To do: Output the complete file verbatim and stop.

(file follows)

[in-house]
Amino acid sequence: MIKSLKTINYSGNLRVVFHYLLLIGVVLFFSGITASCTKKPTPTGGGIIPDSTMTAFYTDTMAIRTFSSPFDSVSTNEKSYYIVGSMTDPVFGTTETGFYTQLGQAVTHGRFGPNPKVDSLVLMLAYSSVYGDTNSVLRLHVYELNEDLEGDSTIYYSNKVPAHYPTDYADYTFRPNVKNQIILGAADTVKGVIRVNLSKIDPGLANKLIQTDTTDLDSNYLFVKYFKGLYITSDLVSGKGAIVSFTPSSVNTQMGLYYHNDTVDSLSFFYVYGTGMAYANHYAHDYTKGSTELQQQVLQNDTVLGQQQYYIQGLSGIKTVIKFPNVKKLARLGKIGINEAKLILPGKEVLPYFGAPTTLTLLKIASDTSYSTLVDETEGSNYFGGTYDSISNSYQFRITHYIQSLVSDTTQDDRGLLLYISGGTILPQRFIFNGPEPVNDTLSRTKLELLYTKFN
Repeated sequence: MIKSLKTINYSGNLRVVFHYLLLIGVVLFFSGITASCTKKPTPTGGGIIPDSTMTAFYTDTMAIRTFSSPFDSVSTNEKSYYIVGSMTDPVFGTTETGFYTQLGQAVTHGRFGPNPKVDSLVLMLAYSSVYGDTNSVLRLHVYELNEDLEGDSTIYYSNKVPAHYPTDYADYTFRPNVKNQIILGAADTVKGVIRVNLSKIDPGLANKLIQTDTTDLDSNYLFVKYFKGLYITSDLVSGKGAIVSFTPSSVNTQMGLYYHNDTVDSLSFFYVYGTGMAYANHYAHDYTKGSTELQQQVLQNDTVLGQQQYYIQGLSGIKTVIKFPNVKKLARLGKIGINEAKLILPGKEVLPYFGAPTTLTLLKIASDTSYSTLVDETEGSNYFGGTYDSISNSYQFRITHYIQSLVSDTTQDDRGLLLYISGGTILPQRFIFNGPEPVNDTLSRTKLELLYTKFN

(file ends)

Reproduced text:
[in-house]
Amino acid sequence: MIKSLKTINYSGNLRVVFHYLLLIGVVLFFSGITASCTKKPTPTGGGIIPDSTMTAFYTDTMAIRTFSSPFDSVSTNEKSYYIVGSMTDPVFGTTETGFYTQLGQAVTHGRFGPNPKVDSLVLMLAYSSVYGDTNSVLRLHVYELNEDLEGDSTIYYSNKVPAHYPTDYADYTFRPNVKNQIILGAADTVKGVIRVNLSKIDPGLANKLIQTDTTDLDSNYLFVKYFKGLYITSDLVSGKGAIVSFTPSSVNTQMGLYYHNDTVDSLSFFYVYGTGMAYANHYAHDYTKGSTELQQQVLQNDTVLGQQQYYIQGLSGIKTVIKFPNVKKLARLGKIGINEAKLILPGKEVLPYFGAPTTLTLLKIASDTSYSTLVDETEGSNYFGGTYDSISNSYQFRITHYIQSLVSDTTQDDRGLLLYISGGTILPQRFIFNGPEPVNDTLSRTKLELLYTKFN
Repeated sequence: MIKSLKTINYSGNLRVVFHYLLLIGVVLFFSGITASCTKKPTPTGGGIIPDSTMTAFYTDTMAIRTFSSPFDSVSTNEKSYYIVGSMTDPVFGTTETGFYTQLGQAVTHGRFGPNPKVDSLVLMLAYSSVYGDTNSVLRLHVYELNEDLEGDSTIYYSNKVPAHYPTDYADYTFRPNVKNQIILGAADTVKGVIRVNLSKIDPGLANKLIQTDTTDLDSNYLFVKYFKGLYITSDLVSGKGAIVSFTPSSVNTQMGLYYHNDTVDSLSFFYVYGTGMAYANHYAHDYTKGSTELQQQVLQNDTVLGQQQYYIQGLSGIKTVIKFPNVKKLARLGKIGINEAKLILPGKEVLPYFGAPTTLTLLKIASDTSYSTLVDETEGSNYFGGTYDSISNSYQFRITHYIQSLVSDTTQDDRGLLLYISGGTILPQRFIFNGPEPVNDTLSRTKLELLYTKFN